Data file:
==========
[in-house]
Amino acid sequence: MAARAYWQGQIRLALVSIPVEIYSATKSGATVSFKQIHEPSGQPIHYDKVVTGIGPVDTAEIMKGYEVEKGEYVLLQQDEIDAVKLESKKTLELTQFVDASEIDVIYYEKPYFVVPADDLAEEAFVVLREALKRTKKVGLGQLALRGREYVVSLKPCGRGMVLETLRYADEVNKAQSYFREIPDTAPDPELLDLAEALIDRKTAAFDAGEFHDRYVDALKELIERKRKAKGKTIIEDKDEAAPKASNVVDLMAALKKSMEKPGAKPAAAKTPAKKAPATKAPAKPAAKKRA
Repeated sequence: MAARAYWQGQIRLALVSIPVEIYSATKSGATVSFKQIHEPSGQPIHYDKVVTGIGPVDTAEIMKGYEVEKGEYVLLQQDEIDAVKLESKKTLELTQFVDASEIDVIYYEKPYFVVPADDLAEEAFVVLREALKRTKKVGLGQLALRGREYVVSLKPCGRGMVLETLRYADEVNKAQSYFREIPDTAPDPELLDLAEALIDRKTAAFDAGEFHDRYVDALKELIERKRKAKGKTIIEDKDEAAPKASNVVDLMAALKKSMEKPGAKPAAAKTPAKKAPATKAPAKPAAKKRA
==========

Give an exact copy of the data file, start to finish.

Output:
[in-house]
Amino acid sequence: MAARAYWQGQIRLALVSIPVEIYSATKSGATVSFKQIHEPSGQPIHYDKVVTGIGPVDTAEIMKGYEVEKGEYVLLQQDEIDAVKLESKKTLELTQFVDASEIDVIYYEKPYFVVPADDLAEEAFVVLREALKRTKKVGLGQLALRGREYVVSLKPCGRGMVLETLRYADEVNKAQSYFREIPDTAPDPELLDLAEALIDRKTAAFDAGEFHDRYVDALKELIERKRKAKGKTIIEDKDEAAPKASNVVDLMAALKKSMEKPGAKPAAAKTPAKKAPATKAPAKPAAKKRA
Repeated sequence: MAARAYWQGQIRLALVSIPVEIYSATKSGATVSFKQIHEPSGQPIHYDKVVTGIGPVDTAEIMKGYEVEKGEYVLLQQDEIDAVKLESKKTLELTQFVDASEIDVIYYEKPYFVVPADDLAEEAFVVLREALKRTKKVGLGQLALRGREYVVSLKPCGRGMVLETLRYADEVNKAQSYFREIPDTAPDPELLDLAEALIDRKTAAFDAGEFHDRYVDALKELIERKRKAKGKTIIEDKDEAAPKASNVVDLMAALKKSMEKPGAKPAAAKTPAKKAPATKAPAKPAAKKRA